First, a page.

Laura (Belén Rueda) is returning to her childhood orphanage with her husband and son in order to open it as a care home for children with disabilities. She’s busy, but still has time to notice that seven year old Simón (Roger Príncep) has found an imaginary friend, Tomas. He might have a sack over his head, but what’s a little creepy mask between pals?
Simón is adopted, so it’s only a little odd when a social worker shows up without an appointment. It’s slightly more odd that she’s snooping around in the shed at night. During a daytime party, Laura has an encounter of her own with a masked child, and then experiences every parent’s nightmare: Simón is missing. What follows is the story of a mother who takes the search for her son to the limits of her sanity. Geraldine Chaplin makes an appearance as the medium who conducts possibly the most spine-tingling of all onscreen séances, and there are some truly terrifying shocks during Laura’s search for the truth.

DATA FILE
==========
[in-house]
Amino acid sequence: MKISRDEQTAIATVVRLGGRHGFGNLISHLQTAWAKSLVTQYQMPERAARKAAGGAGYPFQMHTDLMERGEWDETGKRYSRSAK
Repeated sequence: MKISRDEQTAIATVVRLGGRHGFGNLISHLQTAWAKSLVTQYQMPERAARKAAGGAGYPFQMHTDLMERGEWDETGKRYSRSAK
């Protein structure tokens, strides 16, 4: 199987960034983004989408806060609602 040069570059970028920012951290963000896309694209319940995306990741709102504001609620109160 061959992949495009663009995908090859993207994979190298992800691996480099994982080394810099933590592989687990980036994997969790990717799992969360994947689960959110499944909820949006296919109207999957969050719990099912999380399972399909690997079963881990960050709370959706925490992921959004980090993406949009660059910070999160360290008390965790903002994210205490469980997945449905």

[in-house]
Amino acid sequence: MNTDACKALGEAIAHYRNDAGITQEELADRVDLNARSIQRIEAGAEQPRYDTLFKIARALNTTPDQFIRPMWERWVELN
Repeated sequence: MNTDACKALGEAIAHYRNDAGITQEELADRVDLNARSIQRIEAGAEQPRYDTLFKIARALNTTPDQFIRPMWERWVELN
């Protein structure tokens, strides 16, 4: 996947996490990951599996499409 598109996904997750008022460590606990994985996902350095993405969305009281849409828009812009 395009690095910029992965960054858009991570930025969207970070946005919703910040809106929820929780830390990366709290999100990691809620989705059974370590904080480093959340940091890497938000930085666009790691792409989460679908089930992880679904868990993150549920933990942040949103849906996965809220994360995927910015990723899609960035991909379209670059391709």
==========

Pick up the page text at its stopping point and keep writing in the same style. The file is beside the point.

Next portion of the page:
Director JA Bayona makes every shot count; the movie is visually beautiful as well as fantastically sinister. By the way, this is a bona fide horror film but the ending might make you cry.
2. Don’t Look Now (1973)
Because every scary movie list should feature something written by Daphne Du Maurier. This film about grieving parents won infamy for a (possibly unsimulated) sex scene which in retrospect is a little embarrassing (armpit biting? Really?).